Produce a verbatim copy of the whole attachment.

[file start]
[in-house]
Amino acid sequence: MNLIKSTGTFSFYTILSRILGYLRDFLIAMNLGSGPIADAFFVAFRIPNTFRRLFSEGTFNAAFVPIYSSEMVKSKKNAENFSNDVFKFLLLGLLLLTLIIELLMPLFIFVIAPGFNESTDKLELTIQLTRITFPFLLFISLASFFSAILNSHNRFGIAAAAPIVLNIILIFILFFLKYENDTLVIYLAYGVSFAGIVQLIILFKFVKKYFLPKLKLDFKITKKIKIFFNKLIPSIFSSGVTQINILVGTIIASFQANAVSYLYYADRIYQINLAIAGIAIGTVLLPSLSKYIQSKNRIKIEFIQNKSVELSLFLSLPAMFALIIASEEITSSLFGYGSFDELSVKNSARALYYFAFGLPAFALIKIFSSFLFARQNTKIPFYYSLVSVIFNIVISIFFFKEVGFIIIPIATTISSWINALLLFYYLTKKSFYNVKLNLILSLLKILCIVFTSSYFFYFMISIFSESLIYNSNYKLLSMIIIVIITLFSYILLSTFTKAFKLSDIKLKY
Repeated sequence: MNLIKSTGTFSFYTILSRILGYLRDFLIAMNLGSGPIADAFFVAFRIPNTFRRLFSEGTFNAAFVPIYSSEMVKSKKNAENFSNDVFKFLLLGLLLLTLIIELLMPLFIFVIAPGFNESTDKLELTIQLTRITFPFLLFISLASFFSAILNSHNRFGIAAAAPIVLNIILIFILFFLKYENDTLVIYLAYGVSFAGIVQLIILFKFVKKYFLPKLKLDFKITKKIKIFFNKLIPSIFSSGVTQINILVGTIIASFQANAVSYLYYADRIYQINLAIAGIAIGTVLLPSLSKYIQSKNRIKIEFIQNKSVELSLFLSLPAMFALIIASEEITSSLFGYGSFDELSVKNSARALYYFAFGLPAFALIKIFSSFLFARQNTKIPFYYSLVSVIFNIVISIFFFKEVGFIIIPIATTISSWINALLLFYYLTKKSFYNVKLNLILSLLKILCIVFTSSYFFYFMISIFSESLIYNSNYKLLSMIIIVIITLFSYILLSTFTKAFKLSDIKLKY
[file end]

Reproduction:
[in-house]
Amino acid sequence: MNLIKSTGTFSFYTILSRILGYLRDFLIAMNLGSGPIADAFFVAFRIPNTFRRLFSEGTFNAAFVPIYSSEMVKSKKNAENFSNDVFKFLLLGLLLLTLIIELLMPLFIFVIAPGFNESTDKLELTIQLTRITFPFLLFISLASFFSAILNSHNRFGIAAAAPIVLNIILIFILFFLKYENDTLVIYLAYGVSFAGIVQLIILFKFVKKYFLPKLKLDFKITKKIKIFFNKLIPSIFSSGVTQINILVGTIIASFQANAVSYLYYADRIYQINLAIAGIAIGTVLLPSLSKYIQSKNRIKIEFIQNKSVELSLFLSLPAMFALIIASEEITSSLFGYGSFDELSVKNSARALYYFAFGLPAFALIKIFSSFLFARQNTKIPFYYSLVSVIFNIVISIFFFKEVGFIIIPIATTISSWINALLLFYYLTKKSFYNVKLNLILSLLKILCIVFTSSYFFYFMISIFSESLIYNSNYKLLSMIIIVIITLFSYILLSTFTKAFKLSDIKLKY
Repeated sequence: MNLIKSTGTFSFYTILSRILGYLRDFLIAMNLGSGPIADAFFVAFRIPNTFRRLFSEGTFNAAFVPIYSSEMVKSKKNAENFSNDVFKFLLLGLLLLTLIIELLMPLFIFVIAPGFNESTDKLELTIQLTRITFPFLLFISLASFFSAILNSHNRFGIAAAAPIVLNIILIFILFFLKYENDTLVIYLAYGVSFAGIVQLIILFKFVKKYFLPKLKLDFKITKKIKIFFNKLIPSIFSSGVTQINILVGTIIASFQANAVSYLYYADRIYQINLAIAGIAIGTVLLPSLSKYIQSKNRIKIEFIQNKSVELSLFLSLPAMFALIIASEEITSSLFGYGSFDELSVKNSARALYYFAFGLPAFALIKIFSSFLFARQNTKIPFYYSLVSVIFNIVISIFFFKEVGFIIIPIATTISSWINALLLFYYLTKKSFYNVKLNLILSLLKILCIVFTSSYFFYFMISIFSESLIYNSNYKLLSMIIIVIITLFSYILLSTFTKAFKLSDIKLKY